Assistant teachers in Chhattisgarh lose motivation due to untimely payment.
Earlier, Bhan Sahu says, there was only one school for every four or five villages. But since the 2009 Right to Education Act was passed, many more schools have been built to accommodate the new stipulations that made education a fundamental right to every child between the ages of 6 and 14. Along with the new schools came a need for many more teachers, but the schools claim not have enough funds. So they resorted to hiring 'assistant' or 'temporary' teachers who are paid less but who in actuality perform the same job and work for the same hours as regular teachers.
"They have to pass an exam and they are selected through the panchayat. The panchayat needs to fulfill a quota of teachers for each district. I think this is why they hire the assistant teachers at such low salaries," explains Bhan Sahu. "They teach the same subjects, some of them are even more educated than the regular teachers. But they are paid only Rs.5000. And that too, only every four or five months. They are losing interest in their jobs. My own daughter is in a government school and the assistant teachers there are also getting frustrated."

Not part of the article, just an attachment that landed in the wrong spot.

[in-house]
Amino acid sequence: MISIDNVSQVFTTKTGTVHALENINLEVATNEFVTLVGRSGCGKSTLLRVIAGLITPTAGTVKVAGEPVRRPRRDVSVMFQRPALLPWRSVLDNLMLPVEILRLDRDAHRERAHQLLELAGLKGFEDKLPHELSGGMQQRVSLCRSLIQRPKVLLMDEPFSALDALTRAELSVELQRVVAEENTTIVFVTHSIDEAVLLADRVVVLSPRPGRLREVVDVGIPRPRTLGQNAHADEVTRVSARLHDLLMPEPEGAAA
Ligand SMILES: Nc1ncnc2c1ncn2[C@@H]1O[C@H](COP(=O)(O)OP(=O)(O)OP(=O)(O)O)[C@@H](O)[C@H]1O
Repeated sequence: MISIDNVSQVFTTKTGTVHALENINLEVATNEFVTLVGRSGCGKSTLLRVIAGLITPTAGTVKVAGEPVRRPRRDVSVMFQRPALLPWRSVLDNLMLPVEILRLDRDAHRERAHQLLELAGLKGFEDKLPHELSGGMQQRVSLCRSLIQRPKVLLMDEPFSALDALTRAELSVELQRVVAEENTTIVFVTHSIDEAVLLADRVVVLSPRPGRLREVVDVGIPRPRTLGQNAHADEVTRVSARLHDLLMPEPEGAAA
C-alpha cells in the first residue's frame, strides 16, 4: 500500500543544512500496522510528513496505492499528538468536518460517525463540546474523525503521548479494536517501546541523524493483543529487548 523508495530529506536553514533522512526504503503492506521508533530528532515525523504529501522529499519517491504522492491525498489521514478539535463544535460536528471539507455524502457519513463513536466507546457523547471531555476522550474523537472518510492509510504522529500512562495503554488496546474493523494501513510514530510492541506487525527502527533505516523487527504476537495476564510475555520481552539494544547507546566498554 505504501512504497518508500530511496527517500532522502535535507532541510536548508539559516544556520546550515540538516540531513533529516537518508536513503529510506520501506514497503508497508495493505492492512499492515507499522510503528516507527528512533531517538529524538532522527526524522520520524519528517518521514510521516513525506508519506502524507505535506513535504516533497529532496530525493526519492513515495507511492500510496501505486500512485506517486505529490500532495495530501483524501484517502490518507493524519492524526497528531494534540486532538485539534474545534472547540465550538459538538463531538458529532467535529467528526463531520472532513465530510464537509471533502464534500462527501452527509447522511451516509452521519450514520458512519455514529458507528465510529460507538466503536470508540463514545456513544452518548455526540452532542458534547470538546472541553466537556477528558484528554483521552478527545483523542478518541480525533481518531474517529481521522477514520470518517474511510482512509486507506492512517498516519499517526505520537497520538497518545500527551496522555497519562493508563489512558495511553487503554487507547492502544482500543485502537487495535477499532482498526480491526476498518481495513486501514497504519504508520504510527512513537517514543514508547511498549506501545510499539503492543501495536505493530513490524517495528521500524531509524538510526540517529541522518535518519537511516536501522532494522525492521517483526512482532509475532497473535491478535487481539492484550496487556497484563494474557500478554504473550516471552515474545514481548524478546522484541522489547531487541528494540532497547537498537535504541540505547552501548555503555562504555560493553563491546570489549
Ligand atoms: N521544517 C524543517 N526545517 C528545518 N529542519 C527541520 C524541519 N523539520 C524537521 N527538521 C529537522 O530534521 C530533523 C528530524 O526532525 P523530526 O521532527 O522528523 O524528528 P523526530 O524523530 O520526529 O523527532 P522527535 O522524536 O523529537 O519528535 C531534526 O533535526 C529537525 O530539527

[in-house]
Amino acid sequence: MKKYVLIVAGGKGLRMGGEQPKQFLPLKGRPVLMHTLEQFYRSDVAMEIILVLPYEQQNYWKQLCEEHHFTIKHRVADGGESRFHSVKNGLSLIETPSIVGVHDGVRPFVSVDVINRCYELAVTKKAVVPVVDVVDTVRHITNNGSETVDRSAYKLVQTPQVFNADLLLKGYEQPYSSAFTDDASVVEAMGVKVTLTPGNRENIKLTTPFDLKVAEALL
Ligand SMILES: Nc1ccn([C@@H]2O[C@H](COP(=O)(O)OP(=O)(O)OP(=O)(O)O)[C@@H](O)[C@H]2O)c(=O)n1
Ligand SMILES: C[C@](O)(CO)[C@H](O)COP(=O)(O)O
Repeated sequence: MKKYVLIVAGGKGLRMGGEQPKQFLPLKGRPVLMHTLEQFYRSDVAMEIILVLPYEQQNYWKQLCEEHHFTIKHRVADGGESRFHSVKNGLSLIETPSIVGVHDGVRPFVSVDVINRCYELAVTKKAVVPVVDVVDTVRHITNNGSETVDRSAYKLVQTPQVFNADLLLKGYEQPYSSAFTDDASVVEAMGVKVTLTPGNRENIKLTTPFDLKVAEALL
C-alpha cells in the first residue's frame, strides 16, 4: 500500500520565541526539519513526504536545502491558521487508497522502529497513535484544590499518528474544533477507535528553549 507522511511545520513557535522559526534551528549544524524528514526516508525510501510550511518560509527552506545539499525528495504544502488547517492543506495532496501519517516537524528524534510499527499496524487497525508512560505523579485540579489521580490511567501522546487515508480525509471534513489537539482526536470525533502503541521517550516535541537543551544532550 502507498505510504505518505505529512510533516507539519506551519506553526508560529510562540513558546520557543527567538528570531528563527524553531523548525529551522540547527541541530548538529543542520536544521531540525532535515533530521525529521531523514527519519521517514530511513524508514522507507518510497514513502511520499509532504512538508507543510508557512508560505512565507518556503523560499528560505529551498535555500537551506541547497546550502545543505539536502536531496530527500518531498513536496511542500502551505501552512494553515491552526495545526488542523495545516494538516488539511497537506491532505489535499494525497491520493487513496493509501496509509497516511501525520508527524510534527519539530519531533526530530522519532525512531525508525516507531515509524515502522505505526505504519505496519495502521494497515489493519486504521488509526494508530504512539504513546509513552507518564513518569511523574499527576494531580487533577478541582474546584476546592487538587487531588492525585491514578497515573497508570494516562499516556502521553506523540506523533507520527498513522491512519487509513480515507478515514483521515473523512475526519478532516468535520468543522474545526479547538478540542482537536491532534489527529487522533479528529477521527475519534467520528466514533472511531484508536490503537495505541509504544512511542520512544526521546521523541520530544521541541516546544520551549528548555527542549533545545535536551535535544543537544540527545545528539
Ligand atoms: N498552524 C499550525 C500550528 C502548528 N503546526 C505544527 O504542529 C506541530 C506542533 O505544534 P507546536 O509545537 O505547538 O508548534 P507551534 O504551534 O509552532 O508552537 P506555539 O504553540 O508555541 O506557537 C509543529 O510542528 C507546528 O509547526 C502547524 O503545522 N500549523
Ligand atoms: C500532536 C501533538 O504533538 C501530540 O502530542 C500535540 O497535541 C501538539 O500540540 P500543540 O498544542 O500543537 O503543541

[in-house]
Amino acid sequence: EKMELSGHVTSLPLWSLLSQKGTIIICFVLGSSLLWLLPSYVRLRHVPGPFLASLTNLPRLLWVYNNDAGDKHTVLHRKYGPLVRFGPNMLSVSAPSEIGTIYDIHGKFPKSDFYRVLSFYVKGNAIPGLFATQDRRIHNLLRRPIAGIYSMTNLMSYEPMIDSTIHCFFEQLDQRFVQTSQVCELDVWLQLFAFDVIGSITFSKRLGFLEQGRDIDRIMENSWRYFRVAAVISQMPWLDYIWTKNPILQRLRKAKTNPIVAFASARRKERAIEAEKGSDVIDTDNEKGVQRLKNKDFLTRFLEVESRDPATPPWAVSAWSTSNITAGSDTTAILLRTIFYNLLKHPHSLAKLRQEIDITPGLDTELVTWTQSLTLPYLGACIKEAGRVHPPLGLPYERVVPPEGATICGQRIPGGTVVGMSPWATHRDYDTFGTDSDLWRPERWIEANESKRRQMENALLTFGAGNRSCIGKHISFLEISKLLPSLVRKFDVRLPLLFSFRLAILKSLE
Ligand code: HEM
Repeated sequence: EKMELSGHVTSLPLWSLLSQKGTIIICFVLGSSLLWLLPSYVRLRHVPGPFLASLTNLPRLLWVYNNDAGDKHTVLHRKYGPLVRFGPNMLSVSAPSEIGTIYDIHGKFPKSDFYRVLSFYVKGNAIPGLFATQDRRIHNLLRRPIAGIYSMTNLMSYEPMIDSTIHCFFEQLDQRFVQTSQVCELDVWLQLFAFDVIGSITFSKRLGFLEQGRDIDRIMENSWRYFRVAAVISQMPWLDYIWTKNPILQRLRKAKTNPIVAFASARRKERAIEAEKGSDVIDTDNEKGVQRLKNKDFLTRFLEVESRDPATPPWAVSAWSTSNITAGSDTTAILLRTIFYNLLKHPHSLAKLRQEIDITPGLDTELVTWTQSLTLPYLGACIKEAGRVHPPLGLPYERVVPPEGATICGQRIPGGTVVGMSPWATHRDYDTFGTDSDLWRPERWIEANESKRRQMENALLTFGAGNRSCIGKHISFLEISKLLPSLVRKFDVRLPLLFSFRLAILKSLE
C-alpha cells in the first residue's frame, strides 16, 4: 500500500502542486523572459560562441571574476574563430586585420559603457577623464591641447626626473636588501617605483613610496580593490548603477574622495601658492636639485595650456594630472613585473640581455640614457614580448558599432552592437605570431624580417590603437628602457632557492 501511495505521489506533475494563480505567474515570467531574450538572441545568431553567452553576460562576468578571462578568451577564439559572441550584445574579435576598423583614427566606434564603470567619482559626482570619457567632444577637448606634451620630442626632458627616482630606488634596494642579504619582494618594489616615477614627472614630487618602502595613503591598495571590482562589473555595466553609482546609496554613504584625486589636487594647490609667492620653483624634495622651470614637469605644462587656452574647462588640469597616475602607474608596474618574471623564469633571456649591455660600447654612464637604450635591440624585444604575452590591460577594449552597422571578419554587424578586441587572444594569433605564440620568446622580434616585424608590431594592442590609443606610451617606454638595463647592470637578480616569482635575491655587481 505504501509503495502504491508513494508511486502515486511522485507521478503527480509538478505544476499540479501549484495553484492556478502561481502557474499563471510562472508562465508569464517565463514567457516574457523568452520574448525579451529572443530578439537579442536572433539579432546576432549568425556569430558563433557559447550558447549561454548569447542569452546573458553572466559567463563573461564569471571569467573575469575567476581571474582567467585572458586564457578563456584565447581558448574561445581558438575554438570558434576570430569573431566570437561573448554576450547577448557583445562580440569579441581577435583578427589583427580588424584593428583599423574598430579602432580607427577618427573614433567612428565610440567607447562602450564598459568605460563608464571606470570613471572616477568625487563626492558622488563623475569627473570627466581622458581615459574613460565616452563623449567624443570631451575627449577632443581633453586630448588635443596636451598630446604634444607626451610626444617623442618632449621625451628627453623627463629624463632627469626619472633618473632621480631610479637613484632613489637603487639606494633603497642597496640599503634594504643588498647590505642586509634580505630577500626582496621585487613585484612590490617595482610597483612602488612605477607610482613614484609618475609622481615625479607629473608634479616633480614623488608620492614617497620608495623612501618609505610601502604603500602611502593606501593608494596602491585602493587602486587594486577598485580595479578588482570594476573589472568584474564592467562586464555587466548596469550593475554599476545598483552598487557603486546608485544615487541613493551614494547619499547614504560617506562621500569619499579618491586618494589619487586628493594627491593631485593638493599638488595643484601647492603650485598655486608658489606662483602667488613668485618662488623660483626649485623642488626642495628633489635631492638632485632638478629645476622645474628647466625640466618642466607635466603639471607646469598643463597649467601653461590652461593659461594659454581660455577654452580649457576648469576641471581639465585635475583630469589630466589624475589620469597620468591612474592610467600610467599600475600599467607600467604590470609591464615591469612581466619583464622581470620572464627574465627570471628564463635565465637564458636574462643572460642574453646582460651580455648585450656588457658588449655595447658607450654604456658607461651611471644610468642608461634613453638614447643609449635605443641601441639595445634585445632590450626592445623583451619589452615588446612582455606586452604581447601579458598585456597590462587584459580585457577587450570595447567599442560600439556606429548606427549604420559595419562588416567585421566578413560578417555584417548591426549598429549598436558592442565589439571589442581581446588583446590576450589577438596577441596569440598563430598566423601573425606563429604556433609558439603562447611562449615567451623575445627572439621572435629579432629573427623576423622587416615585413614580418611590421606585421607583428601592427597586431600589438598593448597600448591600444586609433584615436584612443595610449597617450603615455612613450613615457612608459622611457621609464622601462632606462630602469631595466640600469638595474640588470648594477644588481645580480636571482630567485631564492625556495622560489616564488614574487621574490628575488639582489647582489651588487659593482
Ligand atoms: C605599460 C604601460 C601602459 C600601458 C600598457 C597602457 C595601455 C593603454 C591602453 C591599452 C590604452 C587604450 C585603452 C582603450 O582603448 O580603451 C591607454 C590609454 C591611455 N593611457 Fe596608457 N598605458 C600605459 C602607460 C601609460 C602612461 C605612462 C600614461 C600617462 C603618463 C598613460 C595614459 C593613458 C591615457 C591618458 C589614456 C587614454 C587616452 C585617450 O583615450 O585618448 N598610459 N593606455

A combination of mismanagement, corruption and appointments based on political convenience are resulting in this sad state of affairs. Bhan Sahu says that the teachers are stuck, because every time they protest or hold a rally they are threatened and told that if they continue causing trouble they will lose their jobs. "I want to give my video to the teachers who are having a hard time making their troubles heard, so that they can use it to take action," says Bhan Sahu.
Ambedkar Nagar villagers were not receiving their quota of ration until a VV correspondent intervened.
A MBBS student from Kashmir, stressed by exams and the pandemic, uses art to unwind.